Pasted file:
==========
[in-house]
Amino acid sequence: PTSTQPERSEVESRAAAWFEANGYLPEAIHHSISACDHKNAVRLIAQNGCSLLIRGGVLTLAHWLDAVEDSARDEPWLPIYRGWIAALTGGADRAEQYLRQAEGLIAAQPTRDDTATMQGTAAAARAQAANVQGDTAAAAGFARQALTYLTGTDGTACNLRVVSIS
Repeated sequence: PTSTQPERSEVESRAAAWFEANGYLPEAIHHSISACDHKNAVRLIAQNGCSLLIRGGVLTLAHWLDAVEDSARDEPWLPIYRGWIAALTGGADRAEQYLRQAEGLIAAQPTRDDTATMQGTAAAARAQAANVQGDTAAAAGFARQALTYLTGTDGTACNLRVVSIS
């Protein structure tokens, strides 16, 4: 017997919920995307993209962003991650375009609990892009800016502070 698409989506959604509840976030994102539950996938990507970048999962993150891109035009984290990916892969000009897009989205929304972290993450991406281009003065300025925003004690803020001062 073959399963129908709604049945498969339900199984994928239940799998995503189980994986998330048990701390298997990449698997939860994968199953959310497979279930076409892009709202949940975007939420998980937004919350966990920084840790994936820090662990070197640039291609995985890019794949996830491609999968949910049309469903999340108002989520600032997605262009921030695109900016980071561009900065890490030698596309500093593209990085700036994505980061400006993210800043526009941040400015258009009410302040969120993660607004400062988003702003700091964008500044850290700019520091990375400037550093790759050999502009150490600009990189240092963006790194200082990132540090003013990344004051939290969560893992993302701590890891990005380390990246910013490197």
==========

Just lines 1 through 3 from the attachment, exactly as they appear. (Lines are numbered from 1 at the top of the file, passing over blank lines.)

[in-house]
Amino acid sequence: PTSTQPERSEVESRAAAWFEANGYLPEAIHHSISACDHKNAVRLIAQNGCSLLIRGGVLTLAHWLDAVEDSARDEPWLPIYRGWIAALTGGADRAEQYLRQAEGLIAAQPTRDDTATMQGTAAAARAQAANVQGDTAAAAGFARQALTYLTGTDGTACNLRVVSIS
Repeated sequence: PTSTQPERSEVESRAAAWFEANGYLPEAIHHSISACDHKNAVRLIAQNGCSLLIRGGVLTLAHWLDAVEDSARDEPWLPIYRGWIAALTGGADRAEQYLRQAEGLIAAQPTRDDTATMQGTAAAARAQAANVQGDTAAAAGFARQALTYLTGTDGTACNLRVVSIS